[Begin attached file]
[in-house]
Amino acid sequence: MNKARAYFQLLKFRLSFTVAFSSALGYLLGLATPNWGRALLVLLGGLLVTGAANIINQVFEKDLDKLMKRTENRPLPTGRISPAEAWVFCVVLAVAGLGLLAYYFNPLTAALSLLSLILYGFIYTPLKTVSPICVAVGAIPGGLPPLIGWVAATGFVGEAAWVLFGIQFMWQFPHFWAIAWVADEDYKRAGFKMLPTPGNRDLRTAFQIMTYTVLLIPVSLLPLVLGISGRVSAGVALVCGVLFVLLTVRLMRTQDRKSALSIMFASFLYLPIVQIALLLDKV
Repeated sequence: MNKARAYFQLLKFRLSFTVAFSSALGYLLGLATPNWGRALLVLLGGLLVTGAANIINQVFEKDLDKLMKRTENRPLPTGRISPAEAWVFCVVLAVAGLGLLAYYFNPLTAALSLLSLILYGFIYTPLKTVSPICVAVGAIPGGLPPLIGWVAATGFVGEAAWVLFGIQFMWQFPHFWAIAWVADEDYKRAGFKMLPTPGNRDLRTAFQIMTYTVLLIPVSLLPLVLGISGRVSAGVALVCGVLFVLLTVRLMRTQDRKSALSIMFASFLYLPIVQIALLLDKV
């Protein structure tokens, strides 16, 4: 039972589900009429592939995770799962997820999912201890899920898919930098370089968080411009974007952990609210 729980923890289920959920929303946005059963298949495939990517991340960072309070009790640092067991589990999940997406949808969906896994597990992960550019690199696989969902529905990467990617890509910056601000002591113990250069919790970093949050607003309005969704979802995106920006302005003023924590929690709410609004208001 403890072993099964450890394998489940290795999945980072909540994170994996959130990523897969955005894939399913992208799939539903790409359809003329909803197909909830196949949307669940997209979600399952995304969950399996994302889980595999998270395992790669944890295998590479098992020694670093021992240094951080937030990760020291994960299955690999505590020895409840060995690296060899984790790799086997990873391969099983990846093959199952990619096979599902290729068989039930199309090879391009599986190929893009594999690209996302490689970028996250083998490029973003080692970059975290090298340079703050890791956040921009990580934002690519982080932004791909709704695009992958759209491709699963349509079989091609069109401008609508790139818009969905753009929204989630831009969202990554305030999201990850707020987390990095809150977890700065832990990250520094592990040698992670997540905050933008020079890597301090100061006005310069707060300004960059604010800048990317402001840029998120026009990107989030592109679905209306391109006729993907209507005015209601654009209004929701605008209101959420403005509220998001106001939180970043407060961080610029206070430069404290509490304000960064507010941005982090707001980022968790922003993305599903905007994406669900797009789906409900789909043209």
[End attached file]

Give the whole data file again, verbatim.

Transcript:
[in-house]
Amino acid sequence: MNKARAYFQLLKFRLSFTVAFSSALGYLLGLATPNWGRALLVLLGGLLVTGAANIINQVFEKDLDKLMKRTENRPLPTGRISPAEAWVFCVVLAVAGLGLLAYYFNPLTAALSLLSLILYGFIYTPLKTVSPICVAVGAIPGGLPPLIGWVAATGFVGEAAWVLFGIQFMWQFPHFWAIAWVADEDYKRAGFKMLPTPGNRDLRTAFQIMTYTVLLIPVSLLPLVLGISGRVSAGVALVCGVLFVLLTVRLMRTQDRKSALSIMFASFLYLPIVQIALLLDKV
Repeated sequence: MNKARAYFQLLKFRLSFTVAFSSALGYLLGLATPNWGRALLVLLGGLLVTGAANIINQVFEKDLDKLMKRTENRPLPTGRISPAEAWVFCVVLAVAGLGLLAYYFNPLTAALSLLSLILYGFIYTPLKTVSPICVAVGAIPGGLPPLIGWVAATGFVGEAAWVLFGIQFMWQFPHFWAIAWVADEDYKRAGFKMLPTPGNRDLRTAFQIMTYTVLLIPVSLLPLVLGISGRVSAGVALVCGVLFVLLTVRLMRTQDRKSALSIMFASFLYLPIVQIALLLDKV
């Protein structure tokens, strides 16, 4: 039972589900009429592939995770799962997820999912201890899920898919930098370089968080411009974007952990609210 729980923890289920959920929303946005059963298949495939990517991340960072309070009790640092067991589990999940997406949808969906896994597990992960550019690199696989969902529905990467990617890509910056601000002591113990250069919790970093949050607003309005969704979802995106920006302005003023924590929690709410609004208001 403890072993099964450890394998489940290795999945980072909540994170994996959130990523897969955005894939399913992208799939539903790409359809003329909803197909909830196949949307669940997209979600399952995304969950399996994302889980595999998270395992790669944890295998590479098992020694670093021992240094951080937030990760020291994960299955690999505590020895409840060995690296060899984790790799086997990873391969099983990846093959199952990619096979599902290729068989039930199309090879391009599986190929893009594999690209996302490689970028996250083998490029973003080692970059975290090298340079703050890791956040921009990580934002690519982080932004791909709704695009992958759209491709699963349509079989091609069109401008609508790139818009969905753009929204989630831009969202990554305030999201990850707020987390990095809150977890700065832990990250520094592990040698992670997540905050933008020079890597301090100061006005310069707060300004960059604010800048990317402001840029998120026009990107989030592109679905209306391109006729993907209507005015209601654009209004929701605008209101959420403005509220998001106001939180970043407060961080610029206070430069404290509490304000960064507010941005982090707001980022968790922003993305599903905007994406669900797009789906409900789909043209």